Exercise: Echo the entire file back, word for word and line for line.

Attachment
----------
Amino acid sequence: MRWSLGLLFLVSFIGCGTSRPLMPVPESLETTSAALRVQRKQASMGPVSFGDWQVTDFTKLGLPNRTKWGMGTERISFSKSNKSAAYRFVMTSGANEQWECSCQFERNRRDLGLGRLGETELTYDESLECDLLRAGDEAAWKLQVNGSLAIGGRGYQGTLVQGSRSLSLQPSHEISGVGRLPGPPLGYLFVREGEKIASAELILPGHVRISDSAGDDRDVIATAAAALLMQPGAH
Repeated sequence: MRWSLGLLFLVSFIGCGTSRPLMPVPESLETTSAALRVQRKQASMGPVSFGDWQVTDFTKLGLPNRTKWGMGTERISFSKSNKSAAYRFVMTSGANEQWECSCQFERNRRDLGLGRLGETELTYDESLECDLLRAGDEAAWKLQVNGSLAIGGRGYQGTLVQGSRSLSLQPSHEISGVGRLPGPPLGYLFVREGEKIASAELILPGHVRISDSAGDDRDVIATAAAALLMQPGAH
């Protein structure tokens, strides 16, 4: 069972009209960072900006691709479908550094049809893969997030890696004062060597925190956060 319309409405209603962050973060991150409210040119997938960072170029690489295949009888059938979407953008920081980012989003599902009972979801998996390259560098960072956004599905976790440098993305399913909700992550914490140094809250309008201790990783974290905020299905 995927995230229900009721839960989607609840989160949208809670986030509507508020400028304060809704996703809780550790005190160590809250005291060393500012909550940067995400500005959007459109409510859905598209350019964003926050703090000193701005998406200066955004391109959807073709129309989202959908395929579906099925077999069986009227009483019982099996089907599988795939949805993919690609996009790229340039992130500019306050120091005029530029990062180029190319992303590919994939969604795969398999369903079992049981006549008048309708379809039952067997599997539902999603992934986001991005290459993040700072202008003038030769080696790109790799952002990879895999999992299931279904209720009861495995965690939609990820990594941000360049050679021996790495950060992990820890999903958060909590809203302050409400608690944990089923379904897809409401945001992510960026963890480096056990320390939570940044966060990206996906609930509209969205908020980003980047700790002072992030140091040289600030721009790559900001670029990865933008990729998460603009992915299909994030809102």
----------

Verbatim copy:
Amino acid sequence: MRWSLGLLFLVSFIGCGTSRPLMPVPESLETTSAALRVQRKQASMGPVSFGDWQVTDFTKLGLPNRTKWGMGTERISFSKSNKSAAYRFVMTSGANEQWECSCQFERNRRDLGLGRLGETELTYDESLECDLLRAGDEAAWKLQVNGSLAIGGRGYQGTLVQGSRSLSLQPSHEISGVGRLPGPPLGYLFVREGEKIASAELILPGHVRISDSAGDDRDVIATAAAALLMQPGAH
Repeated sequence: MRWSLGLLFLVSFIGCGTSRPLMPVPESLETTSAALRVQRKQASMGPVSFGDWQVTDFTKLGLPNRTKWGMGTERISFSKSNKSAAYRFVMTSGANEQWECSCQFERNRRDLGLGRLGETELTYDESLECDLLRAGDEAAWKLQVNGSLAIGGRGYQGTLVQGSRSLSLQPSHEISGVGRLPGPPLGYLFVREGEKIASAELILPGHVRISDSAGDDRDVIATAAAALLMQPGAH
């Protein structure tokens, strides 16, 4: 069972009209960072900006691709479908550094049809893969997030890696004062060597925190956060 319309409405209603962050973060991150409210040119997938960072170029690489295949009888059938979407953008920081980012989003599902009972979801998996390259560098960072956004599905976790440098993305399913909700992550914490140094809250309008201790990783974290905020299905 995927995230229900009721839960989607609840989160949208809670986030509507508020400028304060809704996703809780550790005190160590809250005291060393500012909550940067995400500005959007459109409510859905598209350019964003926050703090000193701005998406200066955004391109959807073709129309989202959908395929579906099925077999069986009227009483019982099996089907599988795939949805993919690609996009790229340039992130500019306050120091005029530029990062180029190319992303590919994939969604795969398999369903079992049981006549008048309708379809039952067997599997539902999603992934986001991005290459993040700072202008003038030769080696790109790799952002990879895999999992299931279904209720009861495995965690939609990820990594941000360049050679021996790495950060992990820890999903958060909590809203302050409400608690944990089923379904897809409401945001992510960026963890480096056990320390939570940044966060990206996906609930509209969205908020980003980047700790002072992030140091040289600030721009790559900001670029990865933008990729998460603009992915299909994030809102």